Jacqueline Hamer Flakes (left), daughter of Civil Rights activist Fannie Lou Hamer and Euvester Simpson (right), at the unveiling of a historical marker honoring Fannie Lou Hamer, Thursday, June 9, 2022. The marker is located at the former jail site where Hamer, Simpson and other voting rights activists were jailed and beaten in Winona. Credit: Vickie D. King/Mississippi Today

WINONA – It has been 59 years since Euvester Simpson returned to the city where police arrested and beat her and five voting rights activists in the former county jail.

The then-17-year-old remembers seeing Fannie Lou Hamer after the beating and how black and blue the woman’s hands were. Simpson tended to Hamer’s injuries by applying a cold rag to parts of her body. 

On Thursday, a multiracial group gathered to unveil a historical marker from the Mississippi Department of Archives and History at the former Montgomery County jail site at the corner of Oak Drive and Sterling Avenue. Over 100 people watched Simpson and Hamer’s daughter Jacqueline Hamer Flakes pull a covering off of the marker.

“Being here today, she accomplished what she was here to do,” Hamer Flakes said about the commemoration and historical marker, which are part of her mother’s legacy. 

The unveiling kicked off four days of events called Bridging Winona, which are meant to remember the violence at the jail and commemorate Hamer and the voting rights activists.

“The bridging of Winona can be a model for other towns not just in Mississippi, but all across this country,” said Simpson, who is now 75. 

Bridging Winona organizer Vickie Roberts-Ratliff, whose family has lived in Winona for six generations, was one of about 10 people who worked with city officials to get the historical marker and organize the commemorative events.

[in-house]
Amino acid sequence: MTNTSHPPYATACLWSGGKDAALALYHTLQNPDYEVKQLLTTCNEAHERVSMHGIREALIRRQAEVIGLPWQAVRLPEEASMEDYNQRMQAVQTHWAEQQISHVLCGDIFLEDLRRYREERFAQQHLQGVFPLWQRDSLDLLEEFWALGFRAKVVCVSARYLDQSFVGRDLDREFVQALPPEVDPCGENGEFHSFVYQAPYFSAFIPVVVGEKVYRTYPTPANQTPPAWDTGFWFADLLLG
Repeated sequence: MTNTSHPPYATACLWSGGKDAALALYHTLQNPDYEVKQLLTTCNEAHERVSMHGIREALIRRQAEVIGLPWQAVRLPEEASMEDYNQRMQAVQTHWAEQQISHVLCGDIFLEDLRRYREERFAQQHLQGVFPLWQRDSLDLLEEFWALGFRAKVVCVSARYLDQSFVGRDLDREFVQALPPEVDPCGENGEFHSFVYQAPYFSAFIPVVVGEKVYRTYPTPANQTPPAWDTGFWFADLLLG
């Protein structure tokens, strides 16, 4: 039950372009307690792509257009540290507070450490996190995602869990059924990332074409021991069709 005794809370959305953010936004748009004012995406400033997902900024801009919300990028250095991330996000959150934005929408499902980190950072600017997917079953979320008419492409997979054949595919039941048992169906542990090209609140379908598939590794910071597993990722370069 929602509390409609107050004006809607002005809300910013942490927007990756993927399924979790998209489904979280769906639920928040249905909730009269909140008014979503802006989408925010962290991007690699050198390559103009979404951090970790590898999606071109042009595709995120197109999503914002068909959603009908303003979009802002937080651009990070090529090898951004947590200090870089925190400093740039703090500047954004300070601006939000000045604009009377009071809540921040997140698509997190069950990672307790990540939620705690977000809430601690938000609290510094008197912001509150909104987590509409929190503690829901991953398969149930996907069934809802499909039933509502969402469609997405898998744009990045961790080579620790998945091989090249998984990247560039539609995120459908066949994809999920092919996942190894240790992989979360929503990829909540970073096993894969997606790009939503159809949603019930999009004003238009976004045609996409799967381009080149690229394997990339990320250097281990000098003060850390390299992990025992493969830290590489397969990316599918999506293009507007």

“It goes back to knowing what your history is,” she said. “It can be difficult to peel it back, but it can be healing.”

Roberts-Ratliff was an infant when Hamer and other activists were beaten at the jail, and she didn’t learn about what happened in Winona until later in life.

She tried previously to get a historical marker for Hamer at the former jail site, but those efforts were not successful. 

During last year’s city elections, a new mayor, Aaron Dees, and members of the Board of Aldermen were elected. She approached Dees, who agreed to work with her. 

He agreed that the city was missing the mark by not acknowledging what happened to Hamer and the activists. Dees said a historical marker should have already been installed. 

“This is a time to bring the whole community together – every racial background, every ethnic background,” he said. “Hopefully we can take this and move forward with this.” 

The marker now stands as a reminder of the infamous violent events that occurred here nearly 60 years ago. In 1963, Student Nonviolent Coordinating Committee organizers Hamer, Simpson, Annell Ponder, June Johnson, James West and Rosemary Freeman were returning by bus to Greenwood from a voter education workshop in South Carolina. Members of the group got off the bus when it stopped in Winona and went to a lunch counter where they were refused service. The bus terminal area was segregated and they attempted to integrate it.

A Mississippi Highway Patrol trooper tried to get the activists to leave. Local police came and arrested them. Hamer got off the bus to see what was happening to her colleagues, and was arrested too. 

Hamer Flakes, the youngest and only living daughter of Hamer, said at the jail, her mother heard screaming and crying from 15-year-old activist Annelle Ponder, who refused to address the officers as ‘sir.’ She was beaten until her dress was soaked with blood, according to SNCC.